The wobblings of Betelgeuse
You’ve probably heard in the mainstream media that there’s a star in Orion that’s gone dim over the last couple of months and might "go supernova". Maybe, but don’t hold your breath.
Betelgeuse is a red giant star in the constellation of Orion, one of the shoulders of the Hunter. Of course, in the Southern Hemisphere, we see it "upside down", so Betelgeuse is the lowest bright star in the constellation. Just now, from Southern Australia, Orion is rising in the East after sunset.
A red giant is a huge star. If it were transferred to where our sun is, the Earth would be inside the star itself. So would Mars and – nearly – Jupiter. Only large stars can result in supernovas, but this one is plenty big enough.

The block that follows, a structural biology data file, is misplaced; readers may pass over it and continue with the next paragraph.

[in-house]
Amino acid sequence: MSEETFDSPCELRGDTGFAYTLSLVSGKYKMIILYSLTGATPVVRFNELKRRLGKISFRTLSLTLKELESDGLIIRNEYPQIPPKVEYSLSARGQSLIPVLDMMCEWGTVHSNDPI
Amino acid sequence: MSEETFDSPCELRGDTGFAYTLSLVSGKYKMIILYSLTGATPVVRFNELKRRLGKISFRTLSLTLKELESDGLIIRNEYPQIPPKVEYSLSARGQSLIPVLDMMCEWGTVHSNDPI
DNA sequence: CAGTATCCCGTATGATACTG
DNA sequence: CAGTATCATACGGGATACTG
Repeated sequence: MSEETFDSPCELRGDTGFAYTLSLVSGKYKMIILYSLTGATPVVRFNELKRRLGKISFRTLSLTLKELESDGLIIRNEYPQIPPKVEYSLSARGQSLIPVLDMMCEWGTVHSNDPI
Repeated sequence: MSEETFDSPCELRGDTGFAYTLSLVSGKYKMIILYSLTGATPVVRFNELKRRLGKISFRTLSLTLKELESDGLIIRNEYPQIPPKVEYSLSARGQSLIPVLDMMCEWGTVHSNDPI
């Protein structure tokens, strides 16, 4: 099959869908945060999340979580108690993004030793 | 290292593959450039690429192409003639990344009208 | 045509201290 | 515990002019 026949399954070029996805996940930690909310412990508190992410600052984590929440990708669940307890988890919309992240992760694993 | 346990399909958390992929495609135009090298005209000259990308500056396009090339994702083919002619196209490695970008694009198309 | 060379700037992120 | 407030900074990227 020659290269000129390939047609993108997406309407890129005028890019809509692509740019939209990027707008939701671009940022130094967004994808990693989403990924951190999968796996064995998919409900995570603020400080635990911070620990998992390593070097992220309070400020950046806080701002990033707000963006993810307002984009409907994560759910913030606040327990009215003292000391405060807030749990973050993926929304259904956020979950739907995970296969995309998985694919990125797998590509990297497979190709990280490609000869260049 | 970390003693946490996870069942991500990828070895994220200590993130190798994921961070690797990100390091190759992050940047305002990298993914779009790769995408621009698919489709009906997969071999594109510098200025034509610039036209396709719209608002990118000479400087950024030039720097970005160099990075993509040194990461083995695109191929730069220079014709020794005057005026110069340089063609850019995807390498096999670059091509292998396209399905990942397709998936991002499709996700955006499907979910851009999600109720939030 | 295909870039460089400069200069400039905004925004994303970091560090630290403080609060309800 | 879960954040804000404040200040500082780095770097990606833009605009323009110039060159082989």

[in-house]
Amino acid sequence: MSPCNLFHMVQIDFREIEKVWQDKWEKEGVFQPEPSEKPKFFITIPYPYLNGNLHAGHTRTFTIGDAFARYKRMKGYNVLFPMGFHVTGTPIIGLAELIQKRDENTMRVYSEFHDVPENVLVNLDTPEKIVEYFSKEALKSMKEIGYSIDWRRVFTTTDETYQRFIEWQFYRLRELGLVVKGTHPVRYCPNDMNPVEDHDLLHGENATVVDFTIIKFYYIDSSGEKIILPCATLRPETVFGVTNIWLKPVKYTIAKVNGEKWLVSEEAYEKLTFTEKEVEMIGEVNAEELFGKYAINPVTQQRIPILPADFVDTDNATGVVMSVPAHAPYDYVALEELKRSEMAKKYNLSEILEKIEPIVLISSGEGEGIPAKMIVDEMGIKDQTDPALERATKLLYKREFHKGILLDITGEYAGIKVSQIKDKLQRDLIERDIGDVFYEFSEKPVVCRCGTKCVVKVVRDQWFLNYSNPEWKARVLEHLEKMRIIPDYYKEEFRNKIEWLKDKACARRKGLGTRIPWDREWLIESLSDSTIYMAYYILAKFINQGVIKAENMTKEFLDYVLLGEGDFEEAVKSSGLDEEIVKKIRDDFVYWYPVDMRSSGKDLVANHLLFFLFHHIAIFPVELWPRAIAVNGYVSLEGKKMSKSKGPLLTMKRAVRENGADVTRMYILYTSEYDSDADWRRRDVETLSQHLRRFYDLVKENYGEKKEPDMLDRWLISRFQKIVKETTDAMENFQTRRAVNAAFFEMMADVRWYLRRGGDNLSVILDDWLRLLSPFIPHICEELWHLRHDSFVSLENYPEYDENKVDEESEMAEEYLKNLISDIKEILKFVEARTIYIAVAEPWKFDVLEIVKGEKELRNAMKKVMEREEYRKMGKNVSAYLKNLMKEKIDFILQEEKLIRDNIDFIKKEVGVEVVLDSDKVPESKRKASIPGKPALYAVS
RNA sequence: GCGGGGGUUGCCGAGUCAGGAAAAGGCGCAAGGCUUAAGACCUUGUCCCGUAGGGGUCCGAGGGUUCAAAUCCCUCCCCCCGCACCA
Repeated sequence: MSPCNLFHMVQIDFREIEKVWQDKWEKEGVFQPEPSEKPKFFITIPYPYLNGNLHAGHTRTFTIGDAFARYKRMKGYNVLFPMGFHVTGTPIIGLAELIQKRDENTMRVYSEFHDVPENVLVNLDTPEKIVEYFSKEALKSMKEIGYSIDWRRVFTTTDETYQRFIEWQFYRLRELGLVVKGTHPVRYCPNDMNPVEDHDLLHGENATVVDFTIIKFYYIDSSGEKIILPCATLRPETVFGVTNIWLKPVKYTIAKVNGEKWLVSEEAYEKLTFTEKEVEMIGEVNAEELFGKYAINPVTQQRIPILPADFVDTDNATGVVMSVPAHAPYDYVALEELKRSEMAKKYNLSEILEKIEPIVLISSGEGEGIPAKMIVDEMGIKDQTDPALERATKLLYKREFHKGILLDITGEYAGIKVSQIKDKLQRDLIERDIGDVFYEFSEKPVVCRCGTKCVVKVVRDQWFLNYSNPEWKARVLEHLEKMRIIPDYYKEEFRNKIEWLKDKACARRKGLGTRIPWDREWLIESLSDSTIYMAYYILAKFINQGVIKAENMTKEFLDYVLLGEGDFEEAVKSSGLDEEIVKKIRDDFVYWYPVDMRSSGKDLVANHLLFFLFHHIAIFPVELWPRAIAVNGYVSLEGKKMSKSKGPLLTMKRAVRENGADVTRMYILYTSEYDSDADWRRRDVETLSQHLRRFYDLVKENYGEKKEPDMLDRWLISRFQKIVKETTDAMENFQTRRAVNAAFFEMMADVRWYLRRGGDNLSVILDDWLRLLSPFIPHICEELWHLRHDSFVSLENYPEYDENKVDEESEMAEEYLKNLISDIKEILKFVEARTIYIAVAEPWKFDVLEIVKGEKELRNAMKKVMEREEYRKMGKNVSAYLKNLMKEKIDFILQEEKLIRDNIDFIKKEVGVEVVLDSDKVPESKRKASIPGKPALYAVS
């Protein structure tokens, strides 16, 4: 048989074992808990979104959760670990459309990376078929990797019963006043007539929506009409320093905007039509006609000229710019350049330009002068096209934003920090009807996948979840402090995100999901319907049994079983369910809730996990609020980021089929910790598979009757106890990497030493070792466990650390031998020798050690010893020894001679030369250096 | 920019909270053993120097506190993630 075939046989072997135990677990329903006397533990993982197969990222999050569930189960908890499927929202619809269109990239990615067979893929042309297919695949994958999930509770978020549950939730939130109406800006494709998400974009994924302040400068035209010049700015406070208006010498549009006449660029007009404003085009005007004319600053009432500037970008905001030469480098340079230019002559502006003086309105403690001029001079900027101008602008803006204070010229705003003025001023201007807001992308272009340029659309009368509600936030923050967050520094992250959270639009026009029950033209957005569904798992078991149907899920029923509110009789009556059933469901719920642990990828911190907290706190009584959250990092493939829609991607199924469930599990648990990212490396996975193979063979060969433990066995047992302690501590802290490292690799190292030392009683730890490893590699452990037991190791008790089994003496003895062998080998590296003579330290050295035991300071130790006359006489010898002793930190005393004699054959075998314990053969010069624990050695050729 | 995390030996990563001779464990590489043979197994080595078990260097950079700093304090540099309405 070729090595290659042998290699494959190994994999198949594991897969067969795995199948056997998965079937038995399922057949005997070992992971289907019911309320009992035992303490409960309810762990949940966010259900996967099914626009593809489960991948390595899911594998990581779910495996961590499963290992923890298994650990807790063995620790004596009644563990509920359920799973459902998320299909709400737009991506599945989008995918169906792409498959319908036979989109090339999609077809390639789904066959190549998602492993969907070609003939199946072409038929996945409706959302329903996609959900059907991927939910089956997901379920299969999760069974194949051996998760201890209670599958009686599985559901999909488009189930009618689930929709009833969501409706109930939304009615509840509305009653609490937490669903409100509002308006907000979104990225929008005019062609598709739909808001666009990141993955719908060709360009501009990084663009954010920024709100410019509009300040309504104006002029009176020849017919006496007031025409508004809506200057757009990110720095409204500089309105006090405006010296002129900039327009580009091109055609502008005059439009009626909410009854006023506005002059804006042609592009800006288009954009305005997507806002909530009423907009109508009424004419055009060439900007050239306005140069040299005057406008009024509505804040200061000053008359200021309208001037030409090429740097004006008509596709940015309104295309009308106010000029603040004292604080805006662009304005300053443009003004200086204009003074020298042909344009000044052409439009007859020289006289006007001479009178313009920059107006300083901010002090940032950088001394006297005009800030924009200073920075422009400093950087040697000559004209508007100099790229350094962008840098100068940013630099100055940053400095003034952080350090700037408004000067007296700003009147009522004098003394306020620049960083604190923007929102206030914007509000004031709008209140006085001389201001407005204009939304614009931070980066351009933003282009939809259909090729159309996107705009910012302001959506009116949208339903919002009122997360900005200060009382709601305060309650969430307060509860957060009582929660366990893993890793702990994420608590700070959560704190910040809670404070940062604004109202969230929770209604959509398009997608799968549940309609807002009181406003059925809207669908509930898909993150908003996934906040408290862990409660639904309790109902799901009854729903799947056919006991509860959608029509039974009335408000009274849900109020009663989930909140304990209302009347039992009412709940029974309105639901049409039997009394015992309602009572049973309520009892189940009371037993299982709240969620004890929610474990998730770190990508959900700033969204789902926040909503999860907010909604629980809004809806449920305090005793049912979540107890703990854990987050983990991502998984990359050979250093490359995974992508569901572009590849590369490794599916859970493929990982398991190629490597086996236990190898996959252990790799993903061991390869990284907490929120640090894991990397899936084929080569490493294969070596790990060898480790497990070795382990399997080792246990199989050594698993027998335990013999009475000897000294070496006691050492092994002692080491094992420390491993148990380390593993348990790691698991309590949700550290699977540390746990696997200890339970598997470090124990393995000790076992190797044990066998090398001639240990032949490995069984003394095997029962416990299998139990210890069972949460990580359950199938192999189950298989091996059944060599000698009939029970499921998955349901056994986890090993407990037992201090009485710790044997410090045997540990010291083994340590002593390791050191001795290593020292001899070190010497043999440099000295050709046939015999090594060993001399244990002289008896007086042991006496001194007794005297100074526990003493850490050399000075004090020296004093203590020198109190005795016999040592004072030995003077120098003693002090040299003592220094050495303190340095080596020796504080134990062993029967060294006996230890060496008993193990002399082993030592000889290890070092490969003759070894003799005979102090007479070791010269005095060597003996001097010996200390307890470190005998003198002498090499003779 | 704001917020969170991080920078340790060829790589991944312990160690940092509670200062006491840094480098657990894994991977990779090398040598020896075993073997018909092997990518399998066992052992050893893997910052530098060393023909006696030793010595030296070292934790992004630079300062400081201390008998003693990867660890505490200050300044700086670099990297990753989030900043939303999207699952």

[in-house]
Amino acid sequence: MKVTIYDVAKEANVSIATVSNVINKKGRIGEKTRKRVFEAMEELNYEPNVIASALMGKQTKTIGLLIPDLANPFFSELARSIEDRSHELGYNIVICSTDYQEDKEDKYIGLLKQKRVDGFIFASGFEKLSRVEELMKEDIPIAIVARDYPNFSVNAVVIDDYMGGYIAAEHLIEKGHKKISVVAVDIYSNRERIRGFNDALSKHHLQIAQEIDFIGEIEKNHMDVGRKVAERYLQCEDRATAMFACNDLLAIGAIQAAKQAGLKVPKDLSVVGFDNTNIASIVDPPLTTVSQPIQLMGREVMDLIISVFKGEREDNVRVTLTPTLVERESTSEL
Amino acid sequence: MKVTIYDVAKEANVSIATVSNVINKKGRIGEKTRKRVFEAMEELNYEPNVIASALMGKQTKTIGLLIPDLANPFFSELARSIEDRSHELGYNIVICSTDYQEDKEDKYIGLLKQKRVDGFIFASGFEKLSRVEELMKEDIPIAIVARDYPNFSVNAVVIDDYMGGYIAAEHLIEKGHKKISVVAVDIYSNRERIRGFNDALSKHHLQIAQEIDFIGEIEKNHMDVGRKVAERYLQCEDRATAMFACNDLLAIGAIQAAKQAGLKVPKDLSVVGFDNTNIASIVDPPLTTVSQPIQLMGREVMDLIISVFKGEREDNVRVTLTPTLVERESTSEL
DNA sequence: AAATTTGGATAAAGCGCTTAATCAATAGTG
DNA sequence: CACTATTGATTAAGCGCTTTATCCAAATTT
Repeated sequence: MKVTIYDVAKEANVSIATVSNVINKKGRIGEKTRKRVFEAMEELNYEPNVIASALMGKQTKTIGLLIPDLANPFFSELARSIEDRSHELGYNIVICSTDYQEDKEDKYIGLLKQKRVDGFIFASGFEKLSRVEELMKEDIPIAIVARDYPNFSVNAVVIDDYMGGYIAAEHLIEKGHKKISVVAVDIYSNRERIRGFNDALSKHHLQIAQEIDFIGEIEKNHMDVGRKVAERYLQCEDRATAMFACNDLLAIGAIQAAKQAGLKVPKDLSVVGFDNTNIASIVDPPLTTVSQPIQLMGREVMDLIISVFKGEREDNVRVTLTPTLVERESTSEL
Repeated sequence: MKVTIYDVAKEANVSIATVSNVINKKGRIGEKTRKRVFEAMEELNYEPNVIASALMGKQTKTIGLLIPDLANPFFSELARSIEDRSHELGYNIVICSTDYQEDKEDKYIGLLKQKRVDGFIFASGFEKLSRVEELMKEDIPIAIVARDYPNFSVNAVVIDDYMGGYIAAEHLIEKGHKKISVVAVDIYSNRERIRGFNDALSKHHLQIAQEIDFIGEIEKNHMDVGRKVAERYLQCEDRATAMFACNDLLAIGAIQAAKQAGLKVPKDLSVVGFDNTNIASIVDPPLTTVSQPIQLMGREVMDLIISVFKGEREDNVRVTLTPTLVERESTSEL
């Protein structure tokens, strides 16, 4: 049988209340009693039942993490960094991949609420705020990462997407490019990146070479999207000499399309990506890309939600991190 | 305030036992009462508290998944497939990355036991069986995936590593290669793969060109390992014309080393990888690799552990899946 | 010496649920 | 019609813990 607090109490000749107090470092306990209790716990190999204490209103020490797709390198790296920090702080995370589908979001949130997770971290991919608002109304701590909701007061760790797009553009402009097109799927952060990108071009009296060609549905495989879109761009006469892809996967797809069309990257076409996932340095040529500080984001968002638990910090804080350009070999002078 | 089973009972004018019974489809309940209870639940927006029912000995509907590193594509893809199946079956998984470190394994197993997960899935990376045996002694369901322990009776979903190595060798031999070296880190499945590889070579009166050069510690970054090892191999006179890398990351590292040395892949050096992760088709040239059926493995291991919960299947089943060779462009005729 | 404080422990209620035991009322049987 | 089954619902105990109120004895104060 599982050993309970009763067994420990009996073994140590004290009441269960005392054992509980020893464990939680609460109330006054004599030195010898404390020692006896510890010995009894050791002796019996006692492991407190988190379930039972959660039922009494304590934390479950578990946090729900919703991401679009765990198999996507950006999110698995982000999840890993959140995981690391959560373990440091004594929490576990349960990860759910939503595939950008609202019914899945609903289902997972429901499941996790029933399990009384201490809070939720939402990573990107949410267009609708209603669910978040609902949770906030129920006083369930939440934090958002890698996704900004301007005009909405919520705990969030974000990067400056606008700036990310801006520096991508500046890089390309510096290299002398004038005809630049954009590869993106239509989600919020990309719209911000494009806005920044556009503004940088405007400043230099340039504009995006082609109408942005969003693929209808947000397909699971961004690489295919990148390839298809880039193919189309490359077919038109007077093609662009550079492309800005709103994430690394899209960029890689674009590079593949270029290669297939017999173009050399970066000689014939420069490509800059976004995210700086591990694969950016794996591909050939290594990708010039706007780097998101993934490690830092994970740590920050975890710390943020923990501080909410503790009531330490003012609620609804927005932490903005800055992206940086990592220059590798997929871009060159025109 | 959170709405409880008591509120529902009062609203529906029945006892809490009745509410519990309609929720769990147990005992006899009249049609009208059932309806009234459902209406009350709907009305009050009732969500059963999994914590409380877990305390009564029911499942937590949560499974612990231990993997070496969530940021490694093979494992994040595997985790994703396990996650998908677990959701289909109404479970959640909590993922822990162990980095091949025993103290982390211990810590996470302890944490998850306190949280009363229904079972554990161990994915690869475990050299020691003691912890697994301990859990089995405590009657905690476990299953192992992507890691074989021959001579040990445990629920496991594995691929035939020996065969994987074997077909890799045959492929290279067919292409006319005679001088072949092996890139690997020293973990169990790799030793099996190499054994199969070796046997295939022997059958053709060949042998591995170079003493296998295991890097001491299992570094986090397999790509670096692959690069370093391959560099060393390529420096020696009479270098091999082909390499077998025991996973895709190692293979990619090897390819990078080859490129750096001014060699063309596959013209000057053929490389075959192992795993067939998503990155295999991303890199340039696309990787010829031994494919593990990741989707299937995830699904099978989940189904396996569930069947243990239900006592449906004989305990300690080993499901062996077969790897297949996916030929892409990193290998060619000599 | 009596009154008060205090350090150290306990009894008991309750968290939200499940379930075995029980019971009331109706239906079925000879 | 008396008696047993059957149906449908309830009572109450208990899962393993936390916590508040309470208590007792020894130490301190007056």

It’s also true that it’s gone suddenly and significantly dimmer over the past few months. Betelgeuse was until recently one of the top 10 brightest stars in the sky. Now it’d struggle to make the top 20 list.
However, it's also variable, changing brightness on a semi-regular basis. So, is this sudden and significant dimming just part of its regular ups and downs, or is it actually in its death throes? We don’t know – we haven’t been able to study enough supernovas to learn what they do at the end.
A supernova is pretty much the biggest explosion the universe can muster, unless you’re counting the Big Bang. Betelgeuse is not far away either - about 600 light years away from the Earth. So if (or maybe when?) it goes, astronomers think it’ll be so bright you could see it during the day. It’ll be awesome, but we will be quite safe.
In the media it sounds as though it’ll be some time this week. You’re more likely to die of old age first. Realistically, it’ll probably go in the next million years or so, with the occasional splutter now and again beforehand.
The photos here were taken three years apart. I've arrowed Betelgeuse and Alhena in both, and you can see that last year (left), Betelgeuse outshone Alhena by miles. This year's photo (right), not so much!